Obviously, homemade stock is the ideal option for any homemade dish. In a perfect world, you have a freezer stocked with neatly-labeled containers of every type of stock under the sun, just waiting to shine in a soup or to deglaze a pan.
But sometimes the need for stock can present itself at the last minute, when all you have in your freezer is a bag of frozen peas. And so you turn to your pantry.
More: You probably have everything you need to make vegetable stock right now. Do it.
As we enter this time of good cheer and holiday cooking madness, it's a good idea to have some stock on hand, just in case you need to stretch a stew for some unexpected guests or moisten a dried-out turkey.
So the question now becomes, which type of stock should you buy? Boxed? Canned? Bouillon cubes? Ramen packets? (Just kidding. Please do not use the last option to make stock.)
We tested all the store-bought stock types in the grocery aisle to find out:
I wanted to test the stock in a dish that would highlight its flavor, but not rely upon it too heavily. Soup was out, and so was any soup-like substance (stew, chili, etc.). I settled on gravy, which I thought would let the stock's flavor shine through.
I decided to use chicken stock in my gravy: Not only is it the only stock that I found available in all three forms at my local grocery store, it also seemed like the most popular type of stock, and therefore the best kind to test. To keep things consistent, I got regular sodium chicken stock for all categories, and opted for non-organic varietals (since they don't have organic bouillon).
As I didn't have a desire to roast an entire chicken, I decided to test the gravy on its ideal breakfast mate: biscuits. I used this recipe for the biscuits and stuck to Kenzi's loose Not Recipe guidelines for the gravy.
I am not exaggerating for the sake of this article when I say that I was shocked by the results of this taste test. I thought that the box stock would be a clear winner—it's what I had grown up using in my house, and I think of it as being more wholesome.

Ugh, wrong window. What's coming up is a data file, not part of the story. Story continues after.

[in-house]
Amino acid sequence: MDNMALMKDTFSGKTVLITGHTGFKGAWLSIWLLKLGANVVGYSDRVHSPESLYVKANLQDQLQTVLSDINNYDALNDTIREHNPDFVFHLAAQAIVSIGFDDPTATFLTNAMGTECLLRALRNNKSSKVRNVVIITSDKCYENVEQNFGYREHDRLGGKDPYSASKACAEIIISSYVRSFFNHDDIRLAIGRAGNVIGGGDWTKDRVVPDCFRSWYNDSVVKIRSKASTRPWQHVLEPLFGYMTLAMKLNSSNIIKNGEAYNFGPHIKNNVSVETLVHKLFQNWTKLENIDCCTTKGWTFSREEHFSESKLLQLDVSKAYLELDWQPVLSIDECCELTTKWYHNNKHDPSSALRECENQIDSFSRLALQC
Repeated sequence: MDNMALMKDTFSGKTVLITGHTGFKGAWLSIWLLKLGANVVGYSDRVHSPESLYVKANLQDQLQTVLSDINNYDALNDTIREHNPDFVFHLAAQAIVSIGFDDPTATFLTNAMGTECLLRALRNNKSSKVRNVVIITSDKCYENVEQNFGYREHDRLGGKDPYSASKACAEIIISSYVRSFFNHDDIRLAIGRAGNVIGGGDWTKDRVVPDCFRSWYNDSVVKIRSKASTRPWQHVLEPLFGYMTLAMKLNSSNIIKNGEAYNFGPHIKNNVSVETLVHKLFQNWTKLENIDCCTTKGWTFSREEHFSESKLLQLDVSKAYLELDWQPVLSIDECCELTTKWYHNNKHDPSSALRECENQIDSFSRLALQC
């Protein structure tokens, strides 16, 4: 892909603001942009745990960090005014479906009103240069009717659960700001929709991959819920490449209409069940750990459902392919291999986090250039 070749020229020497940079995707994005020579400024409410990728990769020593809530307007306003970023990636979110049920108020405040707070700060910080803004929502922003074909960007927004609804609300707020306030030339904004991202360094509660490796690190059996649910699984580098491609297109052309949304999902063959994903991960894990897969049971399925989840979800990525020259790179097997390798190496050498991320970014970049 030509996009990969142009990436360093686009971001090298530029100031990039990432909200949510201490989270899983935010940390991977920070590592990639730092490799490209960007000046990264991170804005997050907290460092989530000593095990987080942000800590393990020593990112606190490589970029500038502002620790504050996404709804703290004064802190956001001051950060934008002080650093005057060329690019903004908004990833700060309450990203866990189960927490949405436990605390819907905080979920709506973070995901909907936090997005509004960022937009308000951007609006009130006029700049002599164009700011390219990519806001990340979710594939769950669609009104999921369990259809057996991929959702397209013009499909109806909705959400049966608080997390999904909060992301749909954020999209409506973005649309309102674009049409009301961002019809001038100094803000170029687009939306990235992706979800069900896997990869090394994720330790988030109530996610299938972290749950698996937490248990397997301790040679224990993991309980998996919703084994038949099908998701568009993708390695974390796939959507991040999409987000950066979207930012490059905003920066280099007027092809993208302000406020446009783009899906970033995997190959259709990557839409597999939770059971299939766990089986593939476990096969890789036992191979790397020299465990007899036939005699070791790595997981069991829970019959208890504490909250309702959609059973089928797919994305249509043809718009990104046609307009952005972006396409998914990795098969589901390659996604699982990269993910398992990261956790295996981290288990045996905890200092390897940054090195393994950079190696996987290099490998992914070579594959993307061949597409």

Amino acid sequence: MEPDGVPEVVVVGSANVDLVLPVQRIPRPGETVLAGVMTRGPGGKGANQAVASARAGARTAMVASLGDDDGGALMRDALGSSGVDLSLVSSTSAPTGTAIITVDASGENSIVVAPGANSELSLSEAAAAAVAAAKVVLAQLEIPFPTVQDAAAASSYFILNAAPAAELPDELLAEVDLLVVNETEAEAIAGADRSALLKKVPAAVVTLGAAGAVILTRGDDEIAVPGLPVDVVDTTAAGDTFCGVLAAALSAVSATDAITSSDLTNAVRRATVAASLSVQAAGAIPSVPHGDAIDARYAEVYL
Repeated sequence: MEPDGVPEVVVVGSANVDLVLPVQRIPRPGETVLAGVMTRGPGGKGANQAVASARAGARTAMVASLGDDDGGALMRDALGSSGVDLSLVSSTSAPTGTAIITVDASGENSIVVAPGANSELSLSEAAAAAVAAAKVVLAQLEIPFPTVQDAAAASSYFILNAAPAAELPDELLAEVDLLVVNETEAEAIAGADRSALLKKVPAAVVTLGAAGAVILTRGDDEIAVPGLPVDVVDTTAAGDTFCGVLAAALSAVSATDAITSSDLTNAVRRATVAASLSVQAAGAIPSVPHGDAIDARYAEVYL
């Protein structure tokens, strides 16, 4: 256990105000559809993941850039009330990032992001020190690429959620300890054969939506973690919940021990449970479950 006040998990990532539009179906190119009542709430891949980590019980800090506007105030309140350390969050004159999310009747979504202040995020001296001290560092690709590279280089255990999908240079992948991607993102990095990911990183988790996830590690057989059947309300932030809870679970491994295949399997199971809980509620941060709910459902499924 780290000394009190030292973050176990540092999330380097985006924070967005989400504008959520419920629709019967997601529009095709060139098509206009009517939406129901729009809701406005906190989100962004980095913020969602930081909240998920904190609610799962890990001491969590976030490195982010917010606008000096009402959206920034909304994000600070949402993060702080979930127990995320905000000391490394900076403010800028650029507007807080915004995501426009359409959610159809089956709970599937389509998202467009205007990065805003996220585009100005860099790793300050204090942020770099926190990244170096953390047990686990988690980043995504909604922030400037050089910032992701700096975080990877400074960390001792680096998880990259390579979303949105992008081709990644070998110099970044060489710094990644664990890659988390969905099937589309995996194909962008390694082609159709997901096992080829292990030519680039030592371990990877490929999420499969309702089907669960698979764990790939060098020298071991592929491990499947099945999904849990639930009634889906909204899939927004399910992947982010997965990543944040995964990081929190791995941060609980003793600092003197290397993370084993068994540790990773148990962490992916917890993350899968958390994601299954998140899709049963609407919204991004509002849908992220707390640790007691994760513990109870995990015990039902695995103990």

My six testers unanimously rejected the box stock as the worst one, calling it "metallic." They did not even finish the biscuit upon which it was poured, which is a bad sign indeed. I bought the generic, store-brand boxed chicken stock, so perhaps if I had splurged for the organic brand things would have gone differently.
The gravy made from canned stock came in second place. Testers described it as "subtle," with a "classic gravy flavor," but a few also dismissed it as "bland."
The clear, virtually unanimous favorite (only one tester preferred the gravy made with canned stock) was the gravy made from bouillon cubes. Bouillon cubes! Testers described the winning gravy as "the most flavorful," and "like what your mom would make." One also described it as "a fast food-like biscuit and gravy," which was a positive review.
I was surprised. Not only had I never cooked with bouillon cubes before, I did not even know what exactly they were made of. From the back of the box, it seemed like they contained a lot of questionable ingredients, "chicken skin powder" among them. My only guess as to why the bouillon cube made the most flavorful stock is that they had twice the sodium of both the canned and box stock, and also were the only ones to contain any fat.
Am I saying that you should make your Thanksgiving gravy with bouillon stock? Maybe, maybe not. All I can say is that the results speak for themselves—and maybe we shouldn't reject bouillon cubes quite so quickly in the future.
What is your favorite store-bought stock, be it chicken, beef, or vegetable? And do you have any awesome recipes to use bouillon cubes? Tell us in the comments!
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